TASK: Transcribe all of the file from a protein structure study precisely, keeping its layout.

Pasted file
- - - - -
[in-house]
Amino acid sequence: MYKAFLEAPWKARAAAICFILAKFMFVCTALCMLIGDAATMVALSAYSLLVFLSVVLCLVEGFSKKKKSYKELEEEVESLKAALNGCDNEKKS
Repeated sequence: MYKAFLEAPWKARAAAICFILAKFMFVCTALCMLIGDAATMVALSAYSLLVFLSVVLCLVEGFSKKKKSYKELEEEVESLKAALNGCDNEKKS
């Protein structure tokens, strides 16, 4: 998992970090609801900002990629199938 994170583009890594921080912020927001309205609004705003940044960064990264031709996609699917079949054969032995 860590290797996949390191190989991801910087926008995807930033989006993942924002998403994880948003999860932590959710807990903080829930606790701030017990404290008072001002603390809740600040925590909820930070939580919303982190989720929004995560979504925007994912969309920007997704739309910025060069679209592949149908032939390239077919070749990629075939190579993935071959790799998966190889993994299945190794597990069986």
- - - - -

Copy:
[in-house]
Amino acid sequence: MYKAFLEAPWKARAAAICFILAKFMFVCTALCMLIGDAATMVALSAYSLLVFLSVVLCLVEGFSKKKKSYKELEEEVESLKAALNGCDNEKKS
Repeated sequence: MYKAFLEAPWKARAAAICFILAKFMFVCTALCMLIGDAATMVALSAYSLLVFLSVVLCLVEGFSKKKKSYKELEEEVESLKAALNGCDNEKKS
């Protein structure tokens, strides 16, 4: 998992970090609801900002990629199938 994170583009890594921080912020927001309205609004705003940044960064990264031709996609699917079949054969032995 860590290797996949390191190989991801910087926008995807930033989006993942924002998403994880948003999860932590959710807990903080829930606790701030017990404290008072001002603390809740600040925590909820930070939580919303982190989720929004995560979504925007994912969309920007997704739309910025060069679209592949149908032939390239077919070749990629075939190579993935071959790799998966190889993994299945190794597990069986």